If you took the February 2023 LSAT, you should have received your LSAT score. At this point, you may be contemplating your next step. Here are my suggestions, depending upon your situation:
1. If you are happy with your LSAT score, congratulations! Law school remains a competitive and popular choice for college students and graduates, but law schools remain eager to get well-qualified students. You may want to consider applying to law schools that are more competitive than you previously had planned. All of that depends upon your LSAT score, undergraduate gpa and “soft factors,” of course.
2. If you have mixed feelings, remember to focus on your ultimate goal: getting into a law school that you like. If your score is good enough to do that, you should be happy about that. See below, though, for some thoughts on retaking the LSAT.
3. If you are disappointed (don’t be alarmed – many people are), remember that you can retake the LSAT numerous times. The good news (and it’s very good news) is that law schools almost always focus on your highest LSAT score, so preparing for and retaking the LSAT likely makes sense.
4. If you do plan to retake the LSAT, the bigger issue is how to do better next time. You may simply have gotten unlucky. You may want to review your old work to see areas where you are struggling, and continue taking practice exams. If you relied exclusively on books, free videos, “self-study,” or were not satisfied with your prior instructor/tutor, you may want to think about a new game plan. The LSAT is a challenging exam, but you can often see dramatic improvement after receiving expert instruction and practicing diligently.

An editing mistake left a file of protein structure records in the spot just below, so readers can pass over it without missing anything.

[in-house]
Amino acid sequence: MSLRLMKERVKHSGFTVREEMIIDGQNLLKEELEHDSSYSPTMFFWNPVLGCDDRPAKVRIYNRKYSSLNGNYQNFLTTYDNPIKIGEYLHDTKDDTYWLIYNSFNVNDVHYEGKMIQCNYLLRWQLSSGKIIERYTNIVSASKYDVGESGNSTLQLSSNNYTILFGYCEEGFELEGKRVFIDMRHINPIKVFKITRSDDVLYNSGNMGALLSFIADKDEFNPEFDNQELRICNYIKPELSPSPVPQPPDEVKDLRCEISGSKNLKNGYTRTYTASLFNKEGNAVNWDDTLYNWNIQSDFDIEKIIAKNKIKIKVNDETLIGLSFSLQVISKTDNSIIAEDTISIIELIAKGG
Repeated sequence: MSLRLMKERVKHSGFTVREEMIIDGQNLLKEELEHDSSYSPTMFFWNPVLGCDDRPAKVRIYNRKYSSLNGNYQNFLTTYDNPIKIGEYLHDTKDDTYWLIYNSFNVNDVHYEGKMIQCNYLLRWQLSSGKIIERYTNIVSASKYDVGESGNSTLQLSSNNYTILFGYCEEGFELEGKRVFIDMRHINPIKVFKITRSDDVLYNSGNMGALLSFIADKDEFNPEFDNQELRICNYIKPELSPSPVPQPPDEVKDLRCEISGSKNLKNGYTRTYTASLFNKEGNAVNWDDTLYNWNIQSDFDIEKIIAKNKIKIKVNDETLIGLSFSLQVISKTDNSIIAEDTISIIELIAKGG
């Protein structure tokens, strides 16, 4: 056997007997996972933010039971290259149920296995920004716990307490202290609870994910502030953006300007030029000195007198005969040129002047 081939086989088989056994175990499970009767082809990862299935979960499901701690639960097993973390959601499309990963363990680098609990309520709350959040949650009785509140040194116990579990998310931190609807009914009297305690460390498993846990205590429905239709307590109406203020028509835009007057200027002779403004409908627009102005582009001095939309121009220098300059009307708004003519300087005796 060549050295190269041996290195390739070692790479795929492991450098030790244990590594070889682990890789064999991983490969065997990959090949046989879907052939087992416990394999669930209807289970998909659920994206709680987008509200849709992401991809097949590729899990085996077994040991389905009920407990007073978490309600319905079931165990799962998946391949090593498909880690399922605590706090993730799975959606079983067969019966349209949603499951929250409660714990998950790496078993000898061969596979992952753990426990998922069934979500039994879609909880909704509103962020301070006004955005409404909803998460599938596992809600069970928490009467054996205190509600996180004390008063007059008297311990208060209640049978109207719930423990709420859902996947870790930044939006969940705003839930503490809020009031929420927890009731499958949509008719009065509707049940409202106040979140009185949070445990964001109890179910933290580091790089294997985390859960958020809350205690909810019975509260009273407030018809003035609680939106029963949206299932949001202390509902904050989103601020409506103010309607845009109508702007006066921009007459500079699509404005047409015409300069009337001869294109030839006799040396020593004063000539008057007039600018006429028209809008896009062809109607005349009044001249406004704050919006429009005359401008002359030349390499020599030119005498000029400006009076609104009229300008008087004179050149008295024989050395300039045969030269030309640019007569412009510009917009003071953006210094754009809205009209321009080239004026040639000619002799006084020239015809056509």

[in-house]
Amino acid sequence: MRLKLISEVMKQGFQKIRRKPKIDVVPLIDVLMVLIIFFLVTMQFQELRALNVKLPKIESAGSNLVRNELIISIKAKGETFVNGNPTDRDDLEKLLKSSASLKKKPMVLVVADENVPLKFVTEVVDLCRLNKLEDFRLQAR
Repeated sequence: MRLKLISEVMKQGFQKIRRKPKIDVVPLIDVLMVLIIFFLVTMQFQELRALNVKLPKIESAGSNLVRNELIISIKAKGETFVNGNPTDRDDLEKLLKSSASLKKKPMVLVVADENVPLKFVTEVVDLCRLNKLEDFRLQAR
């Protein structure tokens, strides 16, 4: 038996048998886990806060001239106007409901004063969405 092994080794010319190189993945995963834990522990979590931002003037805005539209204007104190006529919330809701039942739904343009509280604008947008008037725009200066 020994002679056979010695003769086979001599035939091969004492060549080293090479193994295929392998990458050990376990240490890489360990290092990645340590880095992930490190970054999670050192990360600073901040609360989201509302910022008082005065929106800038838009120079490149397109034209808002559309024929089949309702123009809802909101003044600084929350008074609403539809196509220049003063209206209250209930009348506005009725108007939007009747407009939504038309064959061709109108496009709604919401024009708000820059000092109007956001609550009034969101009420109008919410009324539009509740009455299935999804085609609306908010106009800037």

5. A key consideration is that you may want/need to postpone law school until Fall 2024 if you plan to retake the LSAT. Depending upon your personal situation, there can be some very significant advantages to doing that, including (1) giving yourself significantly more time to prepare for your LSAT retake, (2) retaking the LSAT more than once, if necessary, (3) gaining the advantages of an early law school application (including a possible “early decision” application to your primary target law school), and (4) having plenty of time to work on other aspects of your law school applications (personal statement, essay answers to application questions, letters of recommendation, etc.).
6. Whichever route you go, don’t let yourself get discouraged – instead, think about what to do next time and make it happen!
Questions? If you have questions about your own personal situation and/or wish to set up a FREE 15-minute Zoom or telephone conversation with me, please feel free to email me at firstname.lastname@example.org.